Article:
If you aren’t taking deloads, either one of two things are happening;

  1. You’re not training hard enough to need to deload.
  2. You’re overtraining and missing out on the opportunity to make more progress.


As I heard Dr Mike Isratel say lately “If you are training hard enough and not taking deloads, your body will force you to deload when your pec rips off the bone!”






This refers to directing your training towards a specific goal and making sure that you are training in a manner that is specific to achieving that goal.


We are all guilty of wanting it all;

We want to build muscle but lose fat at the same time.

(I’ve wrote an article on this topic, which you can find linked below)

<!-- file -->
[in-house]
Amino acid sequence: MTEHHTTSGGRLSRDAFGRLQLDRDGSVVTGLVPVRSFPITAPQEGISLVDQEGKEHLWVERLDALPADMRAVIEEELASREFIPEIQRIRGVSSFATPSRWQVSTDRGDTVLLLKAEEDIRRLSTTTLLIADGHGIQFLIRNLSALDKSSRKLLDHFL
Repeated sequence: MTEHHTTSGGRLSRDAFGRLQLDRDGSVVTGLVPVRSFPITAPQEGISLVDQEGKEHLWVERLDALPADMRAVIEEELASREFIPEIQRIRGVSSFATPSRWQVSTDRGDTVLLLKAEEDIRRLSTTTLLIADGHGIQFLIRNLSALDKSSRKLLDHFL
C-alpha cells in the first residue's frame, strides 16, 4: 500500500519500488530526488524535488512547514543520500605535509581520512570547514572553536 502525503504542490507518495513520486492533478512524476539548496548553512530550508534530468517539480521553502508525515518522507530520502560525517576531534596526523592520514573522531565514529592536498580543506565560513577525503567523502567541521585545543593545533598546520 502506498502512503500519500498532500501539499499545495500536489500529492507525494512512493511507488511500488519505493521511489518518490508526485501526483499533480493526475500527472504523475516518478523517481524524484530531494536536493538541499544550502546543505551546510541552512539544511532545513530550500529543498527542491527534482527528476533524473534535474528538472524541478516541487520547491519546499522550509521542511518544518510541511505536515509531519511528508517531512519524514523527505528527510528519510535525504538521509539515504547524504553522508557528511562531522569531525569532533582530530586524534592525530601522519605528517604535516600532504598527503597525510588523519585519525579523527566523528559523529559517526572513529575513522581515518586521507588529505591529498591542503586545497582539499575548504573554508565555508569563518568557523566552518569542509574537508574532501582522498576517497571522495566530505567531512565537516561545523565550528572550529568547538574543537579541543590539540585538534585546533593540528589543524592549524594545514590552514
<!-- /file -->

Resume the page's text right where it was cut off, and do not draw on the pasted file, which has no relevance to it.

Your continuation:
We want to get really strong but also really big at the same time.


The problem with this is that by trying to achieve everything at once we compromise ourselves by not getting the full benefit from anything.


If you want to get as strong as you can, you need to train specifically to get strong.

If you want to build as much muscle as you can, you need to train specifically for muscle growth.


So if you’re looking to improve your 1 rep max on Bench press doing 5 sets of 12 reps is not optimal for you. It’s not specific to your goal.



If you want to build muscle and you’re hitting a 1 rep max Bench press every week it’s not optimal for muscle growth. Lifting this heavy is very fatiguing and will effect your ability to recover and you won’t be able to get in as much total volume. (Which we know is key for growth.)